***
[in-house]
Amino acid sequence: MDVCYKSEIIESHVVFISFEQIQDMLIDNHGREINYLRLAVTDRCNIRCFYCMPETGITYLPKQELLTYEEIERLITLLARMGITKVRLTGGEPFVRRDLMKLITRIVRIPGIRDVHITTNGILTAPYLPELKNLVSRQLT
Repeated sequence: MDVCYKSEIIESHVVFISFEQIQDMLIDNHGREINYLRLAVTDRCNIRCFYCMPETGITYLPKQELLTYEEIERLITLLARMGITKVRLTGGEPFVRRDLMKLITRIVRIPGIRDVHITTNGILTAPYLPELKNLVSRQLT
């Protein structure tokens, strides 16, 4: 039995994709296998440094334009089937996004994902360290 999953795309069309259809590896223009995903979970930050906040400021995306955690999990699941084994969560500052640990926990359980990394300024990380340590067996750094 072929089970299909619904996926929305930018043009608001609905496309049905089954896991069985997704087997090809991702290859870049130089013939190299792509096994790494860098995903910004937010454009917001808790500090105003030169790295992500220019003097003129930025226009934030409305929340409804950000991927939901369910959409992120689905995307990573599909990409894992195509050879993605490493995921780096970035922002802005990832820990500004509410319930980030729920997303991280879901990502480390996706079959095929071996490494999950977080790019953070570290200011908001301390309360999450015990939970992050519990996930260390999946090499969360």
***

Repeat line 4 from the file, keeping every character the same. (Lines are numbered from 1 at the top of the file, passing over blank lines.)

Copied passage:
């Protein structure tokens, strides 16, 4: 039995994709296998440094334009089937996004994902360290 999953795309069309259809590896223009995903979970930050906040400021995306955690999990699941084994969560500052640990926990359980990394300024990380340590067996750094 072929089970299909619904996926929305930018043009608001609905496309049905089954896991069985997704087997090809991702290859870049130089013939190299792509096994790494860098995903910004937010454009917001808790500090105003030169790295992500220019003097003129930025226009934030409305929340409804950000991927939901369910959409992120689905995307990573599909990409894992195509050879993605490493995921780096970035922002802005990832820990500004509410319930980030729920997303991280879901990502480390996706079959095929071996490494999950977080790019953070570290200011908001301390309360999450015990939970992050519990996930260390999946090499969360």